The Readings for Saturday in the 7th Week of Easter (B2)
Quid ad te? tu me sequere.
Lord, what about him?
What is that to you? You follow me.
Peter, with a growing sense of… something… turns around and sees the Evangelist John taking notes like some Cub Reporter. Peter – who has just been given his prime directive – looks back at Jesus and says, What about him? It could mean, What’s his prime directive? Or it could mean: Why’s he standing there? What’s he doing? Does he always follow you around taking notes? Do you have a job for him? Did he betray you too? It could even mean, He didn’t betray you like I did, why not bother him with this stuff about feeding your sheep?
Jesus says, Like you should care. Follow me.
When I was Orthodox, advice like this came in handy during Lent: don’t let someone else’s fasting (or lack of fasting) influence yours. It’s so easy to get hung up on how they are doing it wrong. This is especially true if they are actually wrong. Because then the question becomes, Why are they getting away with it? And after that is uttered (mentally, at least) in all its judge-y glory, the very next question is, Can I get away with it too?
Except fasting – Catholic or Orthodox – is not about food. Fasting in the Christian tradition is about training the will. God has said all foods are clean. But it is tough, is it not, to forego something when it looks so good! That thing may be meat. That thing may be ice cream. That thing may be TV shows on Saturday night when you should be doing lectio for the Sunday readings. Fasting is important because it trains your will to avoid the big things later. And the one thing you should never do when training the will is turn to Jesus and say, Domine, hic autem quid? Yea, what about him? That’s what I want to know…. Jesus pats you on the head and says, Zok nit kin vey, Zuninkeh, Don’t worry my little one. Fardinen a mitzveh, Do a good deed.
The problem is that this worrying about the other guy can continue. A lot of my friends ask why they should be chaste when so many people in the Church are not. The question assumes two things: that the asker knows exactly what is going on the person’s moral life and that morality is a majority vote when it is not. The question assumes that one’s salvation is not as important as other people’s fun. The question is best translated, Shouldn’t we all be damned together? This is a far cry from Peter’s question, true, but who of us is going to meet an apostle talking to Jesus? When we ask, “What about that guy?” We are not asking, “Why is he going to live forever?” but rather, “Why does he get to have hamburgers in Lent?” or, more likely, “Why does she get to support abortion and still take communion?” or “Why do they get to live together and have sex and still work as the parish secretary and choir director?” “Why does he get to be such a crass, rude, and inconsiderate so-and-so and still get to be president and hailed by Christians?”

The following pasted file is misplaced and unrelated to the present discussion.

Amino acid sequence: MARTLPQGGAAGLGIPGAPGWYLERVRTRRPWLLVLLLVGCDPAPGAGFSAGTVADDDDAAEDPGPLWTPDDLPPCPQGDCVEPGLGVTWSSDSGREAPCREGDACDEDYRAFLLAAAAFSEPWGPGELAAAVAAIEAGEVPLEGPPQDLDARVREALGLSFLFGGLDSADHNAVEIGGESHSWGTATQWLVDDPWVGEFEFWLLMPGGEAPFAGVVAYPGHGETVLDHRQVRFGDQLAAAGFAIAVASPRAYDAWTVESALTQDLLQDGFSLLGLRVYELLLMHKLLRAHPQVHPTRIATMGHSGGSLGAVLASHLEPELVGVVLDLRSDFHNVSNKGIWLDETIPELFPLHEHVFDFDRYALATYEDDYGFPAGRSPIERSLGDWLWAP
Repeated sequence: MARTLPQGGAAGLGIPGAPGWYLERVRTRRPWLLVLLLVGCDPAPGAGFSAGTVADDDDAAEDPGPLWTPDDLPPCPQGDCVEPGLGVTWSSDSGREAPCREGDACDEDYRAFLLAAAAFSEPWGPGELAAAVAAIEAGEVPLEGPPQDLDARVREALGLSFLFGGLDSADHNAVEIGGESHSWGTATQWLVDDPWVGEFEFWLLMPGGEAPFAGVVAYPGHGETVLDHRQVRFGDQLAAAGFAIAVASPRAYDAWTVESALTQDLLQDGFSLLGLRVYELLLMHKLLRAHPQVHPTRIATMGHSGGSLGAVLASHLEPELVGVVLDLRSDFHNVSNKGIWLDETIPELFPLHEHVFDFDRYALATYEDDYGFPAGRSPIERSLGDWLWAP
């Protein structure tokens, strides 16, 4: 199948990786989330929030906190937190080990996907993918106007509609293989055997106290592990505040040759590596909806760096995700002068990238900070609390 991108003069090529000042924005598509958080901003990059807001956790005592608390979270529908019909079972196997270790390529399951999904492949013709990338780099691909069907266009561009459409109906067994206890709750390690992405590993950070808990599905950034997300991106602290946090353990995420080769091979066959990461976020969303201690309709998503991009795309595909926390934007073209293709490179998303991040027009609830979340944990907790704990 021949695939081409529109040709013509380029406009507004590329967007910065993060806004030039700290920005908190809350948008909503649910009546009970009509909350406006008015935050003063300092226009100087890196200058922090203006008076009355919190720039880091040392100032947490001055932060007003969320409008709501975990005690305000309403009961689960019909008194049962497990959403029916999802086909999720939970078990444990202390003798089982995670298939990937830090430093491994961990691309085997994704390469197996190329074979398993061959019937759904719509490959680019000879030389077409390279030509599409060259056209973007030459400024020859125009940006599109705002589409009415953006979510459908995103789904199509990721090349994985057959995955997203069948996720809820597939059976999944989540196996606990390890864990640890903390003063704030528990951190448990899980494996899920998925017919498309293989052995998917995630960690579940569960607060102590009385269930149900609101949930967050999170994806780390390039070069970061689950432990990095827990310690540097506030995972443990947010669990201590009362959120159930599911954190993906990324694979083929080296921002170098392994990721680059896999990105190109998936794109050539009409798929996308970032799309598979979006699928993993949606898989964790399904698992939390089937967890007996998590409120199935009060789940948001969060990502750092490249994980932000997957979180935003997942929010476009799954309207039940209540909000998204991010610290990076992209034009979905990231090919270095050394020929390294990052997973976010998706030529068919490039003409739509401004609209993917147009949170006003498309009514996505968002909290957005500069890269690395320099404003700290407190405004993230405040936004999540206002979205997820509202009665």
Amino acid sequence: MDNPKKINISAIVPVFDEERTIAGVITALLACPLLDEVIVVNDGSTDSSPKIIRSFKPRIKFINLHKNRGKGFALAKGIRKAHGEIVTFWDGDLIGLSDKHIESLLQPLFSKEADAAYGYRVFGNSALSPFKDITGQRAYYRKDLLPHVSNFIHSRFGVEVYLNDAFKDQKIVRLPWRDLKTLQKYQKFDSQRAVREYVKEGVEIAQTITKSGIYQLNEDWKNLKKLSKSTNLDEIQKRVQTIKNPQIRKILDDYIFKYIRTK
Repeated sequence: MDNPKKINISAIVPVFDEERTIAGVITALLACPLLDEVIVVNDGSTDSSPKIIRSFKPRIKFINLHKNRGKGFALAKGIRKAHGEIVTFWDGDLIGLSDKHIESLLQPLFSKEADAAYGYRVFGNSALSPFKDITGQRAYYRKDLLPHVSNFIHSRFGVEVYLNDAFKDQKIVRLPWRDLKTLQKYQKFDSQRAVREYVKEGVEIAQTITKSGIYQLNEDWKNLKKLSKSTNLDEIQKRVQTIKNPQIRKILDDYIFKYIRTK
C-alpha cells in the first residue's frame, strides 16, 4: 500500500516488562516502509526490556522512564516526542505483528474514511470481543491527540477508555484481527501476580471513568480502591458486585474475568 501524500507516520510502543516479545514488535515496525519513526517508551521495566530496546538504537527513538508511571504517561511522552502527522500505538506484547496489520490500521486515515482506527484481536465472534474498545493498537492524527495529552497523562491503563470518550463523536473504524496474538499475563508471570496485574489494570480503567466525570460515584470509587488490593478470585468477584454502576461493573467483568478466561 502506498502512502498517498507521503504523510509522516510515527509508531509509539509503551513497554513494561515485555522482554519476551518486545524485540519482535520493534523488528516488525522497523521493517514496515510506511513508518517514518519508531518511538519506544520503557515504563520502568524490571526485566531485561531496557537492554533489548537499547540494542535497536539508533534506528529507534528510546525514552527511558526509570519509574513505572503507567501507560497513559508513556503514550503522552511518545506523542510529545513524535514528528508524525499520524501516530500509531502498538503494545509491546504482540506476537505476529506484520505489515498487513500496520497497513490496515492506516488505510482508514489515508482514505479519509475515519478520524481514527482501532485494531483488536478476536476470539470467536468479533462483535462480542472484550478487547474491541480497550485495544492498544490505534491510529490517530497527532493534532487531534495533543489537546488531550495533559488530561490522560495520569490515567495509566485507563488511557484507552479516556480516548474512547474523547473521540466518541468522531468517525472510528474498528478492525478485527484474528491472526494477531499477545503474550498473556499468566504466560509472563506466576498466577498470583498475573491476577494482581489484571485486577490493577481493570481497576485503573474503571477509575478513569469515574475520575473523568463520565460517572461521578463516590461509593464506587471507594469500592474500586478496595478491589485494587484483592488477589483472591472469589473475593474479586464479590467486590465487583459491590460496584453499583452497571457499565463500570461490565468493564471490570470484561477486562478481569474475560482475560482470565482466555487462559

While this may all be the fault of bad clergy, and the reality of mob-rule, the church is filled with humans: and that includes the clergy. All these humans need your virtue more than you need to sin. Your virtue, practiced in the praise of God, will elevate them – and the world around you. Your sin is only more of the same grey swamp. But one lit candle will change it all. Don’t fall prey to the darkness. Don’t curse it either. Change it.
Feed my sheep.